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Prêt à Voter

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Title: Prêt à Voter  
Author: World Heritage Encyclopedia
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Subject: End-to-end auditable voting systems, Electronic voting, Applications of cryptography, Optical scan voting system
Collection: Applications of Cryptography, Election Technology
Publisher: World Heritage Encyclopedia

Prêt à Voter

Prêt à Voter is an E2E voting system devised by Peter Ryan of the University of Luxembourg. It aims to provide guarantees of accuracy of the count and ballot privacy that are independent of software, hardware etc. Assurance of accuracy flows from maximal transparency of the process, consistent with maintaining ballot privacy. In particular, Prêt à Voter enables voters to confirm that their vote is accurately included in the count whilst avoiding dangers of coercion or vote buying. [1]

The key idea behind the Prêt à Voter approach is to encode the vote using a randomized candidate list. The randomisation of the candidate list on each ballot form ensures the secrecy of each vote. Incidentally, it also removes any bias towards the top candidate that can occur with a fixed ordering.

The value printed on the bottom of the receipt is the key to extraction of the vote. Buried cryptographically in this value is the information needed to reconstruct the candidate order and so extract the vote encoded on the receipt. This information is encrypted with secret keys shared across a number of tellers. Thus, only the set of tellers acting together are able to interpret the vote encoded on the receipt. No individual agent or machine involved in the election should ever be able to tie a particular voter to a particular decrypted vote.

After the election, voters (or perhaps proxies acting on their behalf) can visit the Web Bulletin Board (WBB) and confirm their receipts appear correctly. Once this is over, the tellers take over and perform anonymising mixes and decryption of the receipts. All the intermediate stages of this process are posted to the WBB and are audited later.

There are various auditing mechanisms to ensure that all the steps, the creation of the ballot forms, the mixing and decryption and so on were all performed correctly, but these are carefully designed so as not to impinge on ballot privacy. [2] [3] [4]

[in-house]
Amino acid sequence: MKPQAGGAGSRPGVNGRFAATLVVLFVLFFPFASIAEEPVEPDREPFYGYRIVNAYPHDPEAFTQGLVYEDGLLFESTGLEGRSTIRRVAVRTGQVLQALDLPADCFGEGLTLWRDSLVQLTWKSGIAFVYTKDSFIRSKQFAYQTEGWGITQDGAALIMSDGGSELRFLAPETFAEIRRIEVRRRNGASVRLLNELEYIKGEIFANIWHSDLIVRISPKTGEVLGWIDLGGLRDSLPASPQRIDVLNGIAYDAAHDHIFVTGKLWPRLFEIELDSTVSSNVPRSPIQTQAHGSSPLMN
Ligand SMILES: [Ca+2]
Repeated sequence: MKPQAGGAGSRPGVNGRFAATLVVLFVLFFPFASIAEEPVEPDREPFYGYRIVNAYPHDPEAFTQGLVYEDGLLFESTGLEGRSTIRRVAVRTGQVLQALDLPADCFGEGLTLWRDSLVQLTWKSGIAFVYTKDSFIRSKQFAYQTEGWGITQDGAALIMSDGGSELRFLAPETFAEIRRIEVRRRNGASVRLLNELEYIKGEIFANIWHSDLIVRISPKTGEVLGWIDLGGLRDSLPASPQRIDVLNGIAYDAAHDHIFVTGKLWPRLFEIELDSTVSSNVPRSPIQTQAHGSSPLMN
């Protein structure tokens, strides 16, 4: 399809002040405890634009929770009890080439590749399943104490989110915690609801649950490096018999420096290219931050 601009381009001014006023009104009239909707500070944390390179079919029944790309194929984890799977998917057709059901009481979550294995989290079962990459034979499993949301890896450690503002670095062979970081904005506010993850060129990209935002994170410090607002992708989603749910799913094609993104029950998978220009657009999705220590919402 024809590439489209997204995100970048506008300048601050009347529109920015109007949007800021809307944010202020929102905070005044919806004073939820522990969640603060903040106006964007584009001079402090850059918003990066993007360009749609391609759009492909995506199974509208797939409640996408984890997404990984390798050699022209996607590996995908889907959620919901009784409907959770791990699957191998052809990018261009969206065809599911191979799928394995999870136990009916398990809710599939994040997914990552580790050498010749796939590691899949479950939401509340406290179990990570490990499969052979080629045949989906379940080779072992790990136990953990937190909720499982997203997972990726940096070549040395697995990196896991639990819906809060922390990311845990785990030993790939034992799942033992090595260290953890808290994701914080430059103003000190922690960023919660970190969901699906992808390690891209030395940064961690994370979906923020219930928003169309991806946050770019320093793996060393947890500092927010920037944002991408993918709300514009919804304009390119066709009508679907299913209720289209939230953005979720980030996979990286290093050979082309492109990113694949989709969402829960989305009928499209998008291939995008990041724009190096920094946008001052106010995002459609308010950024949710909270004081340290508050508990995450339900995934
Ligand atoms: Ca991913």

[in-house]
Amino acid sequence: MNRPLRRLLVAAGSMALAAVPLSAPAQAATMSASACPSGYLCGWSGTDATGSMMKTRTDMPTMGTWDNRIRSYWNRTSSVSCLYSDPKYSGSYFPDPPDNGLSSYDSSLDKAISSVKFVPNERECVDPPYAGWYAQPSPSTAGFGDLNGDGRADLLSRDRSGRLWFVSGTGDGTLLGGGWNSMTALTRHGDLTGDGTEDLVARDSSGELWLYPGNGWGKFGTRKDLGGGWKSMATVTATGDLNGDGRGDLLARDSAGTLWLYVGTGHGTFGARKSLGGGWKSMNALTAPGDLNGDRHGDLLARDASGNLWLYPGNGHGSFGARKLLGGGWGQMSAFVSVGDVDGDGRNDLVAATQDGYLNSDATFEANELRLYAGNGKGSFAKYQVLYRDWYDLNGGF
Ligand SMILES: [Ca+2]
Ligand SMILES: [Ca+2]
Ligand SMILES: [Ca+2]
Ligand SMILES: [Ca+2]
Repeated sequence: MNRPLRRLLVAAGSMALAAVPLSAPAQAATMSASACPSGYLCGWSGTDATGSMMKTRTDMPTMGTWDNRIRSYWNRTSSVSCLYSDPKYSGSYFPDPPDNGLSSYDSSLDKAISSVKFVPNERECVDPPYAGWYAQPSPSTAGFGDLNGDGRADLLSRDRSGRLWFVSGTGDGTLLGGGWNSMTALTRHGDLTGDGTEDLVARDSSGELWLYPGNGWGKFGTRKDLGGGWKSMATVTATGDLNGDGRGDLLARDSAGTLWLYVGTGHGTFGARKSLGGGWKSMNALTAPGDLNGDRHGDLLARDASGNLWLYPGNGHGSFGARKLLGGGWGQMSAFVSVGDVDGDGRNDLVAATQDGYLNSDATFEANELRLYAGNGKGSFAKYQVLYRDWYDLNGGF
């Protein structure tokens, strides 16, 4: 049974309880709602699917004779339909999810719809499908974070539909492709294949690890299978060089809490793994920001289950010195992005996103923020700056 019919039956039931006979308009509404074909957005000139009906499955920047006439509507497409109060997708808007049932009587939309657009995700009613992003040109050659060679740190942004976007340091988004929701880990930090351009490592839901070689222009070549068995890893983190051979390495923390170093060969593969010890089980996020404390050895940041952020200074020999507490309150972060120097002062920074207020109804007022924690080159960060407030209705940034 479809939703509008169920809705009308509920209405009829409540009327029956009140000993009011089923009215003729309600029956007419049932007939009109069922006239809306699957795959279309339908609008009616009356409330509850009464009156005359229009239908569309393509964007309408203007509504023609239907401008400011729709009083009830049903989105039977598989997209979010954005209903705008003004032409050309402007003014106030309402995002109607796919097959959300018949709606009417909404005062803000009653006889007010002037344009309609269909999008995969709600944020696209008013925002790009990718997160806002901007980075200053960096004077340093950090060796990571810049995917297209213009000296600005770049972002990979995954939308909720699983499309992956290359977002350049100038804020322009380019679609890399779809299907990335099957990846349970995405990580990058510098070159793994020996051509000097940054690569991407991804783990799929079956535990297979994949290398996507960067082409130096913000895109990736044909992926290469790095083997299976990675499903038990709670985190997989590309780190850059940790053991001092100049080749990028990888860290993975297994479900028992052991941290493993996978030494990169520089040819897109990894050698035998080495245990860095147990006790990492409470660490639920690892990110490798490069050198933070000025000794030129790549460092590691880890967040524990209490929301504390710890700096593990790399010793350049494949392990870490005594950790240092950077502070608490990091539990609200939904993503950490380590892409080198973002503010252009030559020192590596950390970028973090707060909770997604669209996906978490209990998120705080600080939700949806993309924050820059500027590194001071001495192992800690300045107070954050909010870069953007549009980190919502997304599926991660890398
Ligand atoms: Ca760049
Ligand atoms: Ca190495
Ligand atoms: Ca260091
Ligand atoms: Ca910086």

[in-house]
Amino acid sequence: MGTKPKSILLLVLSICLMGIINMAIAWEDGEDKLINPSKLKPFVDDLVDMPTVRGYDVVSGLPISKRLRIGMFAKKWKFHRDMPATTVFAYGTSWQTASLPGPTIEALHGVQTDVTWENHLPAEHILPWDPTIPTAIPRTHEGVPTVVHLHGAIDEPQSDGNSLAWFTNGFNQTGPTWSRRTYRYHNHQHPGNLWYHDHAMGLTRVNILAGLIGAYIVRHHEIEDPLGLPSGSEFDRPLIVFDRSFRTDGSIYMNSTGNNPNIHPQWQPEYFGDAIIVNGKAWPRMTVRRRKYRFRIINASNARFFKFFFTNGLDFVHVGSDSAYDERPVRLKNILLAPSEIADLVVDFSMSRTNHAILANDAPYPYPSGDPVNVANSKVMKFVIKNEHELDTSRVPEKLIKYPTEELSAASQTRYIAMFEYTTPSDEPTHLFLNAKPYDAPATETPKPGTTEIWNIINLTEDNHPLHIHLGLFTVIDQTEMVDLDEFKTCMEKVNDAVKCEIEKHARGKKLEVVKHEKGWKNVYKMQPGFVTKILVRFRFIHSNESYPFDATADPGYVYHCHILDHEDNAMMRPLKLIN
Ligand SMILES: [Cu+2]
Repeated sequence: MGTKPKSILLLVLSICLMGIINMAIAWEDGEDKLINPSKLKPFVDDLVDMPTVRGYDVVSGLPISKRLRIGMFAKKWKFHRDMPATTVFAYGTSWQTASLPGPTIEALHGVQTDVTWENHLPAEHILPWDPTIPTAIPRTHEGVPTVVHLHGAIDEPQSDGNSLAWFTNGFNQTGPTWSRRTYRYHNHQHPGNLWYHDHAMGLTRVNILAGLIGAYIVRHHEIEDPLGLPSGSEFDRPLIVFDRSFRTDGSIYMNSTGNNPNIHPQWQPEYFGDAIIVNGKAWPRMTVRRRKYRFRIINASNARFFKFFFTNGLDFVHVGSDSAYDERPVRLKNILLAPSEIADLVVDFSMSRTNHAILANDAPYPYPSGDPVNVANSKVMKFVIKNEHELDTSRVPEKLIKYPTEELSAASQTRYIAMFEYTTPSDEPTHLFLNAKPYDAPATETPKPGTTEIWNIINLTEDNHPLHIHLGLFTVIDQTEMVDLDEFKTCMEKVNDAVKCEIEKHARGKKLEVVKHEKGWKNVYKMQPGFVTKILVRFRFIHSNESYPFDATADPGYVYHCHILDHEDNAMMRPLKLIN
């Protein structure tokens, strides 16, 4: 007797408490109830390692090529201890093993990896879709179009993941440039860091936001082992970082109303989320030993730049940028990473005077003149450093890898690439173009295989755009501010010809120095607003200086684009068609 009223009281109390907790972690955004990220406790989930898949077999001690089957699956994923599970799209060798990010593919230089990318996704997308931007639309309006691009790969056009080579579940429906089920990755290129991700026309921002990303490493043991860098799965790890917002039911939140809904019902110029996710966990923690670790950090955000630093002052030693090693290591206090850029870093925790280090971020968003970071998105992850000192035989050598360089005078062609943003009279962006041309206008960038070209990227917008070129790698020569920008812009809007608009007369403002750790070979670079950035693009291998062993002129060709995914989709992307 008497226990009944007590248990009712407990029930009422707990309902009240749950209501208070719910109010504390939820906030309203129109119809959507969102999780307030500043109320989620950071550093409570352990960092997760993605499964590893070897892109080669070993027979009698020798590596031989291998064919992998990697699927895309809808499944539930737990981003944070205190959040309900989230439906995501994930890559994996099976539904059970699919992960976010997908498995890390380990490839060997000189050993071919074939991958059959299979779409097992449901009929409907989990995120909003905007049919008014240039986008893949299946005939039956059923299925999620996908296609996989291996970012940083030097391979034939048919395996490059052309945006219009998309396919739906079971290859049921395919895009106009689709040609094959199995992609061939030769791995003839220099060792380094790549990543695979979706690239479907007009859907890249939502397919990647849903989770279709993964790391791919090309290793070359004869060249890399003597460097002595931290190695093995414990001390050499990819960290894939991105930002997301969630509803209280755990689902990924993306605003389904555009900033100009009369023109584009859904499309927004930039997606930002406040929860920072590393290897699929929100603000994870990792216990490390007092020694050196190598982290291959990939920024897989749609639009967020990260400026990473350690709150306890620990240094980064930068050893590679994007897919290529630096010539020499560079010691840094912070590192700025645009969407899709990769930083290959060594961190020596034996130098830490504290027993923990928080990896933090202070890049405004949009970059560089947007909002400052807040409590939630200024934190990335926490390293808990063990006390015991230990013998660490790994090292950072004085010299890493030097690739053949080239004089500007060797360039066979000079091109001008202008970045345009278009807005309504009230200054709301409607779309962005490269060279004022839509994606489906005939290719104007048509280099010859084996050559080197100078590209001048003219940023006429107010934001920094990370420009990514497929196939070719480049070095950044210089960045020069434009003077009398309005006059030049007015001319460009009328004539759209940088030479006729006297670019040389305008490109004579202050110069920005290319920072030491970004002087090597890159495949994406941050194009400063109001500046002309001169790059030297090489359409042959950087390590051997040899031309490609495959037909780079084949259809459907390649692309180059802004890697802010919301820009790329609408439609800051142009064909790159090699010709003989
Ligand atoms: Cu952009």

• Example 1
  • Origin 2
  • Current development 3
  • References 4
  • External links 5


Suppose that our voter is called Anne. At the polling station, Anne chooses, at random, a ballot form sealed in an envelope. An example of such a form is shown below:
Table 1
Candidates Mark X

In the booth, Anne extracts her ballot form from the envelope and makes her selection in the usual way by placing a cross in the right-hand column against the candidate of choice (or, in the case of a Single Transferable Vote (STV) system for example, she marks her ranking against the candidates). For example, a vote for Asterix is given by:

Table 2
Candidates Mark X
Asterix X

Once her selection has been made, she separates the left and right hand strips along a perforation and discards the left hand strip. She is left with the right hand strip which now constitutes her privacy protected receipt, as shown in Table 3.

Table 3
Mark X

Anne now exits the booth clutching her receipt, registers with an official, and casts her receipt. Her receipt is placed over an optical reader or similar device that records the random value at the bottom of the strip and records in which cell her "X" is marked. Her original paper receipt is digitally signed and franked, and returned to her to keep.

Note that because the candidate list is removed before scanning, the machine that reads the ballot paper never learns the content of the vote. This prevents (intentional or unintentional) violation of vote privacy by the scanning equipment.


Prêt à Voter was inspired by the earlier, voter-verifiable scheme by David Chaum. It replaces the visual cryptographic encoding the voter's choice in Chaum's scheme by the conceptually and technologically simpler candidate randomization. The Prêt à Voter idea of encoding the vote through permutations has subsequently been incorporated in Chaum's Punchscan scheme. However Punchscan uses a permutation of indirection symbols instead of candidate names allowing it to comply with voting laws that require a specific ordering of candidates. The first implementation of Prêt à Voter, by a team led by the University of Surrey, won Best Design, and overall second place at the 2007 University Voting Systems Competition, after the winning team, Punchscan, uncovered a security flaw in the random number generator portion of the Prêt à Voter source code [5] .[6]

Current development

An EPSRC-funded project, Trustworthy Voting Systems, running from April 2009 to April 2014, aims to enhance the design of Prêt à Voter in various ways, to build a full prototype implementation, and to produce mathematical proofs of the claimed security properties of Prêt à Voter. The project is being run by James Heather and Steve Schneider at the University of Surrey, and Mark Ryan at the University of Birmingham; it is a close collaboration with the FNR-funded SerTVS project run by Peter Ryan at the University of Luxembourg.


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External links

  • An accessible account of Prêt à Voter can be found in "The Computer Ate my Vote", chapter to appear in Formal Methods: State of the Art and New Directions, Ed. Paul Boca, Springer 2007, also available as Newcastle University Technical Report 988 [1].
  • Further technical details can be found in Newcastle University Technical Reports 864, 880, 929, 956 and 965, and on the Prêt à Voter web site.
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